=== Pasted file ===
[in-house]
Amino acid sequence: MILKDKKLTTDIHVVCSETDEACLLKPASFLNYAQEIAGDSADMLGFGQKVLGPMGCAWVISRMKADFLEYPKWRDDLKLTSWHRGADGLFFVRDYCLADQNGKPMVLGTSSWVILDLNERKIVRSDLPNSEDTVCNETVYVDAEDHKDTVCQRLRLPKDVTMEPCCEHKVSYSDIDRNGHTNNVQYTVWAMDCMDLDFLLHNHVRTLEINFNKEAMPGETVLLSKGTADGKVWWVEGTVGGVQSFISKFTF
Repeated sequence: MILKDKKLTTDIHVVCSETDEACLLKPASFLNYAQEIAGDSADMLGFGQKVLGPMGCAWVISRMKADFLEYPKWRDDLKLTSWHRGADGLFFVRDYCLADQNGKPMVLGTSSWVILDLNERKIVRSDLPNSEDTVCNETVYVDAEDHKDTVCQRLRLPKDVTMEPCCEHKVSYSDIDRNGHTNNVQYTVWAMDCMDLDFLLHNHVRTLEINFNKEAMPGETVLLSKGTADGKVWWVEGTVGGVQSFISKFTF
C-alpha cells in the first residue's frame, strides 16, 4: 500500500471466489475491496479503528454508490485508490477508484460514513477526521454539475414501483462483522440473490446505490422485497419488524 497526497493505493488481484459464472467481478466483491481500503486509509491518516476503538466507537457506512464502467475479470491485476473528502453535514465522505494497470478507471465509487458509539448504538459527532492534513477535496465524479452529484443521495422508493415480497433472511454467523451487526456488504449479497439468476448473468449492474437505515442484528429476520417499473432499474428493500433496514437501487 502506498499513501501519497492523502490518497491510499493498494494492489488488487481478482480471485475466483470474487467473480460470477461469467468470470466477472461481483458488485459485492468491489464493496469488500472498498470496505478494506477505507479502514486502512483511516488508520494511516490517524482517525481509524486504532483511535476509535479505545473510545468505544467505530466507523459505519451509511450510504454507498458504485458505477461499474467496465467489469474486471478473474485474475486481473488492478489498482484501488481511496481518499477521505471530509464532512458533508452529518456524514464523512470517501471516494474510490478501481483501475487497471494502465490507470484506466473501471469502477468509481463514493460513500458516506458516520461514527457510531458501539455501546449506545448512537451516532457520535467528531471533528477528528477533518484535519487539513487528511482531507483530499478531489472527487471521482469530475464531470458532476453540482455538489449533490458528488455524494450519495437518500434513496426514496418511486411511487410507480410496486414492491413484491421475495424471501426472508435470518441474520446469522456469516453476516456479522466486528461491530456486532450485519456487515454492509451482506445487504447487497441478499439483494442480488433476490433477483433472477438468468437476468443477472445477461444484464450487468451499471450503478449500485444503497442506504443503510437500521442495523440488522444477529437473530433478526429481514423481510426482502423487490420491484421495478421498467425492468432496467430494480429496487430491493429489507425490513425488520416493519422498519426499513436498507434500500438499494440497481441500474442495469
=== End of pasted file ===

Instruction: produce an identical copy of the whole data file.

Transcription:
[in-house]
Amino acid sequence: MILKDKKLTTDIHVVCSETDEACLLKPASFLNYAQEIAGDSADMLGFGQKVLGPMGCAWVISRMKADFLEYPKWRDDLKLTSWHRGADGLFFVRDYCLADQNGKPMVLGTSSWVILDLNERKIVRSDLPNSEDTVCNETVYVDAEDHKDTVCQRLRLPKDVTMEPCCEHKVSYSDIDRNGHTNNVQYTVWAMDCMDLDFLLHNHVRTLEINFNKEAMPGETVLLSKGTADGKVWWVEGTVGGVQSFISKFTF
Repeated sequence: MILKDKKLTTDIHVVCSETDEACLLKPASFLNYAQEIAGDSADMLGFGQKVLGPMGCAWVISRMKADFLEYPKWRDDLKLTSWHRGADGLFFVRDYCLADQNGKPMVLGTSSWVILDLNERKIVRSDLPNSEDTVCNETVYVDAEDHKDTVCQRLRLPKDVTMEPCCEHKVSYSDIDRNGHTNNVQYTVWAMDCMDLDFLLHNHVRTLEINFNKEAMPGETVLLSKGTADGKVWWVEGTVGGVQSFISKFTF
C-alpha cells in the first residue's frame, strides 16, 4: 500500500471466489475491496479503528454508490485508490477508484460514513477526521454539475414501483462483522440473490446505490422485497419488524 497526497493505493488481484459464472467481478466483491481500503486509509491518516476503538466507537457506512464502467475479470491485476473528502453535514465522505494497470478507471465509487458509539448504538459527532492534513477535496465524479452529484443521495422508493415480497433472511454467523451487526456488504449479497439468476448473468449492474437505515442484528429476520417499473432499474428493500433496514437501487 502506498499513501501519497492523502490518497491510499493498494494492489488488487481478482480471485475466483470474487467473480460470477461469467468470470466477472461481483458488485459485492468491489464493496469488500472498498470496505478494506477505507479502514486502512483511516488508520494511516490517524482517525481509524486504532483511535476509535479505545473510545468505544467505530466507523459505519451509511450510504454507498458504485458505477461499474467496465467489469474486471478473474485474475486481473488492478489498482484501488481511496481518499477521505471530509464532512458533508452529518456524514464523512470517501471516494474510490478501481483501475487497471494502465490507470484506466473501471469502477468509481463514493460513500458516506458516520461514527457510531458501539455501546449506545448512537451516532457520535467528531471533528477528528477533518484535519487539513487528511482531507483530499478531489472527487471521482469530475464531470458532476453540482455538489449533490458528488455524494450519495437518500434513496426514496418511486411511487410507480410496486414492491413484491421475495424471501426472508435470518441474520446469522456469516453476516456479522466486528461491530456486532450485519456487515454492509451482506445487504447487497441478499439483494442480488433476490433477483433472477438468468437476468443477472445477461444484464450487468451499471450503478449500485444503497442506504443503510437500521442495523440488522444477529437473530433478526429481514423481510426482502423487490420491484421495478421498467425492468432496467430494480429496487430491493429489507425490513425488520416493519422498519426499513436498507434500500438499494440497481441500474442495469